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Key: Style: All Styles Focus: Reference Difficulty: Absolute Beginner
 


  Understanding Music Notation Lesson 7 – Rhythm Counting  
Christopher Schlegel Tutorial 018 - Learning To Read Music (Page 7 of 17)
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Christopher Schlegel



Understanding Music Notation Lesson 7 – Rhythm Counting

Now let’s learn how to count these different rhythmic values.

The most common time unit for a piece of music is a count of 4 called a measure. In order to organize the passage of time while playing and know when notes are supposed to happen, we establish a background pulse consisting of evenly spaced beats. We count “1, 2, 3, 4” and repeat that pattern for as long as the piece continues.

The different note symbols mean different time lengths, so we need to specify a way of counting each of them. For a whole note, play the note on the 1 and hold it for the duration of the full measure – 1, 2, 3, 4 – then, stop or play the next note. For a half note, play the note on the 1 let it ring through the 2, play again on the 3 and let it ring through the 4, then stop. Quarter notes get a note per count.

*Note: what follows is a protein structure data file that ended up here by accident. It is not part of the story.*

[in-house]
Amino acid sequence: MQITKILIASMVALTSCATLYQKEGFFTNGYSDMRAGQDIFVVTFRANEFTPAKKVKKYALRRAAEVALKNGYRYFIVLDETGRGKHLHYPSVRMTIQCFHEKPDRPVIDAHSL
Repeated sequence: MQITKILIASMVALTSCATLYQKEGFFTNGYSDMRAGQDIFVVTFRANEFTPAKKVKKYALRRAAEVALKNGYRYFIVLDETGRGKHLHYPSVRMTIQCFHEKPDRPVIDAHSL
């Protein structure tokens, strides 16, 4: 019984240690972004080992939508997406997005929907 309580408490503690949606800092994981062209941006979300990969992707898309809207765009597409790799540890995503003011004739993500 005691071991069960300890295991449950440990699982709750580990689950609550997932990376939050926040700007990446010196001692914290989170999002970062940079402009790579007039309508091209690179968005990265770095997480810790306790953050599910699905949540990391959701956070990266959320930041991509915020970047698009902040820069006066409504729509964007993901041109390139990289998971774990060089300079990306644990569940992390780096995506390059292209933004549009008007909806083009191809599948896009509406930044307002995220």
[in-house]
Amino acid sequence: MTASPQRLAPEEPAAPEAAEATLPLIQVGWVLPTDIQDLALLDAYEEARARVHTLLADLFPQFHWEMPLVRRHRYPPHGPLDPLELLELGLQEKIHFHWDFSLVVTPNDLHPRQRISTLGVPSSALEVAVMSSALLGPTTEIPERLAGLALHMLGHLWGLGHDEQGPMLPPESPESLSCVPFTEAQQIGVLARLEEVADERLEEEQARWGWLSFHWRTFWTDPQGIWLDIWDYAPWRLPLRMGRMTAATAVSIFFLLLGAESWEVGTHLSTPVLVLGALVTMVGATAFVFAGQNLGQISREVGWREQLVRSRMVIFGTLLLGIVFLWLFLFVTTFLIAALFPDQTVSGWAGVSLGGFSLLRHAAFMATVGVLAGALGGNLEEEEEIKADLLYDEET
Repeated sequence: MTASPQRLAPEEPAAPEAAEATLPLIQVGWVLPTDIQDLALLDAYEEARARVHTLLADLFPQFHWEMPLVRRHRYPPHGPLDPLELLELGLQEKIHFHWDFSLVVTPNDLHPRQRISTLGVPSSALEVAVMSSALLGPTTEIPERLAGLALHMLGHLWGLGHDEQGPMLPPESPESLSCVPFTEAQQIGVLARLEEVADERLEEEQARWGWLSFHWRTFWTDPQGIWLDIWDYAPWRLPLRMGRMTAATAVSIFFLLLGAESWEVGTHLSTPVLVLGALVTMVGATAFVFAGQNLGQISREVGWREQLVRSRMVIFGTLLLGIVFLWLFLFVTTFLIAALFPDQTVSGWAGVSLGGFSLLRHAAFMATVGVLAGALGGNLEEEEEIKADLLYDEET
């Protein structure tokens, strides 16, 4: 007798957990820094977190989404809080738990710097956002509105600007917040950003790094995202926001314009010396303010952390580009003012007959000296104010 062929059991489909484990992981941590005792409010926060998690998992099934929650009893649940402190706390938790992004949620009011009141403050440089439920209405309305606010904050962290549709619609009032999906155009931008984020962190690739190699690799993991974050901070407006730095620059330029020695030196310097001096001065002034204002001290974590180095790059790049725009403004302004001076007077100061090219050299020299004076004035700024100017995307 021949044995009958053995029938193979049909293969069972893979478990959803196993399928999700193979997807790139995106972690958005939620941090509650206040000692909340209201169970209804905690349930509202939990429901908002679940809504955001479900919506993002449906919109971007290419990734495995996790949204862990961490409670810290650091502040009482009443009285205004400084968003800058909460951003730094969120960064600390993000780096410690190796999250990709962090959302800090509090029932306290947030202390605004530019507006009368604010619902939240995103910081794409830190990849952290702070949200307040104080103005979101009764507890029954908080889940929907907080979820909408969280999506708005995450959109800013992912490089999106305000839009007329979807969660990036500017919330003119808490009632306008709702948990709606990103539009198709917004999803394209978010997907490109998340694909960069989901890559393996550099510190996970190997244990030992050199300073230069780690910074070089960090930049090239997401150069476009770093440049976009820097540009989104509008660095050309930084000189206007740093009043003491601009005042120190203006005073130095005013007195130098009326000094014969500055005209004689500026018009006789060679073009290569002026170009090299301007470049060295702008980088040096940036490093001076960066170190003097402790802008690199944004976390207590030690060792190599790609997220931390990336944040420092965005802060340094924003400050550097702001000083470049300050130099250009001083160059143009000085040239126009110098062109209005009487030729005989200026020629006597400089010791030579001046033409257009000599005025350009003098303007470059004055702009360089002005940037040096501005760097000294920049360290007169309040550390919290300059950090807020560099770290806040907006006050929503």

Eighth notes are typically counted “1 and 2 and 3 and 4 and” in order to indicate the additional notes in between the background beats. 1/16th notes can be counted “1 e & a 2 e & a 3 e & a 4 e & a”. I’ve also heard them counted “1 d & d 2 d & d” and so on.

This image shows all these various examples:

Note that we have counted all of the divisions down to the 1/16th notes even when counting the larger values. This gives us great practice at learning their time lengths relative to one another.

The audio file MP3 has me playing the notes on the piano in one stereo channel and me counting the rhythmic values in the other channel.



  Understanding Music Notation Lesson 7 – Rhythm Counting  
Christopher Schlegel Tutorial 018 - Learning To Read Music (Page 7 of 17)
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